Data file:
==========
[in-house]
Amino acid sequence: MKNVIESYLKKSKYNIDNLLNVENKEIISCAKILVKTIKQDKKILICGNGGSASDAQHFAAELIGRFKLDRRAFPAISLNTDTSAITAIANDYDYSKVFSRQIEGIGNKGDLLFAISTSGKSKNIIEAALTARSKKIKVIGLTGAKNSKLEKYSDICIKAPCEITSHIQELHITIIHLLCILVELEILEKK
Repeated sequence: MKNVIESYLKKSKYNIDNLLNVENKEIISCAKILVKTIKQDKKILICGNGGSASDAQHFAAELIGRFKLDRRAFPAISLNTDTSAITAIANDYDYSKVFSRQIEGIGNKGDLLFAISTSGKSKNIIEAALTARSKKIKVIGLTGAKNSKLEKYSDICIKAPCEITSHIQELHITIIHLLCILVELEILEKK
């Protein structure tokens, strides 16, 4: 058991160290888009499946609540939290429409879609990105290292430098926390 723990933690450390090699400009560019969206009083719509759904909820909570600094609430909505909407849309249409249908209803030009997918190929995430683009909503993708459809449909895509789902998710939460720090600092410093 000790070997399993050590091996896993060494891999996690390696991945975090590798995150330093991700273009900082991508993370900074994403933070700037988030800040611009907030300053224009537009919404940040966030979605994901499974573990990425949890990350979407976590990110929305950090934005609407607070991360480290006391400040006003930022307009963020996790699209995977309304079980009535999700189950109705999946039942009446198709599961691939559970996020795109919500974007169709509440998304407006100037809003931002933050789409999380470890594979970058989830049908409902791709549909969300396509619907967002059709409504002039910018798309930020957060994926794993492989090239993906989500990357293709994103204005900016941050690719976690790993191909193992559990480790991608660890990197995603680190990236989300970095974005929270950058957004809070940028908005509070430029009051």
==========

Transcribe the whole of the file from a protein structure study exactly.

[in-house]
Amino acid sequence: MKNVIESYLKKSKYNIDNLLNVENKEIISCAKILVKTIKQDKKILICGNGGSASDAQHFAAELIGRFKLDRRAFPAISLNTDTSAITAIANDYDYSKVFSRQIEGIGNKGDLLFAISTSGKSKNIIEAALTARSKKIKVIGLTGAKNSKLEKYSDICIKAPCEITSHIQELHITIIHLLCILVELEILEKK
Repeated sequence: MKNVIESYLKKSKYNIDNLLNVENKEIISCAKILVKTIKQDKKILICGNGGSASDAQHFAAELIGRFKLDRRAFPAISLNTDTSAITAIANDYDYSKVFSRQIEGIGNKGDLLFAISTSGKSKNIIEAALTARSKKIKVIGLTGAKNSKLEKYSDICIKAPCEITSHIQELHITIIHLLCILVELEILEKK
């Protein structure tokens, strides 16, 4: 058991160290888009499946609540939290429409879609990105290292430098926390 723990933690450390090699400009560019969206009083719509759904909820909570600094609430909505909407849309249409249908209803030009997918190929995430683009909503993708459809449909895509789902998710939460720090600092410093 000790070997399993050590091996896993060494891999996690390696991945975090590798995150330093991700273009900082991508993370900074994403933070700037988030800040611009907030300053224009537009919404940040966030979605994901499974573990990425949890990350979407976590990110929305950090934005609407607070991360480290006391400040006003930022307009963020996790699209995977309304079980009535999700189950109705999946039942009446198709599961691939559970996020795109919500974007169709509440998304407006100037809003931002933050789409999380470890594979970058989830049908409902791709549909969300396509619907967002059709409504002039910018798309930020957060994926794993492989090239993906989500990357293709994103204005900016941050690719976690790993191909193992559990480790991608660890990197995603680190990236989300970095974005929270950058957004809070940028908005509070430029009051």